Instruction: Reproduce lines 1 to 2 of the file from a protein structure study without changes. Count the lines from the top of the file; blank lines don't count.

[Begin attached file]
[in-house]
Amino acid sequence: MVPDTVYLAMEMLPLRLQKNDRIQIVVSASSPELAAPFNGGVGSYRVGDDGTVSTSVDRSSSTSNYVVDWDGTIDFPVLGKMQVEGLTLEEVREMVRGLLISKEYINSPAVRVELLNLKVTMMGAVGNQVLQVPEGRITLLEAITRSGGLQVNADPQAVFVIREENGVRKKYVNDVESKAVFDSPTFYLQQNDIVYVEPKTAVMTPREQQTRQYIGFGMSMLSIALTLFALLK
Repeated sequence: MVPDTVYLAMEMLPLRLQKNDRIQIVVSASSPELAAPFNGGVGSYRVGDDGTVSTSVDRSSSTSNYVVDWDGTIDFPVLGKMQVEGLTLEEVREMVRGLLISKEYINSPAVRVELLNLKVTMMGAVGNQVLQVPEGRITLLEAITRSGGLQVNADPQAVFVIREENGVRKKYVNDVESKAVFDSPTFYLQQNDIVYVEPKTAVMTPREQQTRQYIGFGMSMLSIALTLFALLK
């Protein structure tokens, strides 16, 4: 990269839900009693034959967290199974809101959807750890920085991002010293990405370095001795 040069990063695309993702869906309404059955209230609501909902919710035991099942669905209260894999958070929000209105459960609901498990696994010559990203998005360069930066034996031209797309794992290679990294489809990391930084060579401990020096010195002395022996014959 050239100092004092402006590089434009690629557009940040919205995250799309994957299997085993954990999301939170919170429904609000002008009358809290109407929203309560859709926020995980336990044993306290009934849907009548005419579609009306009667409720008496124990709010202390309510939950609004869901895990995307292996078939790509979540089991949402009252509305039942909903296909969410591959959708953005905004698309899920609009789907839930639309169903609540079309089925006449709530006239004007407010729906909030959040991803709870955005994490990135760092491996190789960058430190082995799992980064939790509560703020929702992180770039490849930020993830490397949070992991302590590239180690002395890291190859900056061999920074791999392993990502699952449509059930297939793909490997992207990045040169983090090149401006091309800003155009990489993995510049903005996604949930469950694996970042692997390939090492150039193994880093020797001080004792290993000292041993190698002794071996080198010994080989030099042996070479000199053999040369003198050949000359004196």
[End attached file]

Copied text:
[in-house]
Amino acid sequence: MVPDTVYLAMEMLPLRLQKNDRIQIVVSASSPELAAPFNGGVGSYRVGDDGTVSTSVDRSSSTSNYVVDWDGTIDFPVLGKMQVEGLTLEEVREMVRGLLISKEYINSPAVRVELLNLKVTMMGAVGNQVLQVPEGRITLLEAITRSGGLQVNADPQAVFVIREENGVRKKYVNDVESKAVFDSPTFYLQQNDIVYVEPKTAVMTPREQQTRQYIGFGMSMLSIALTLFALLK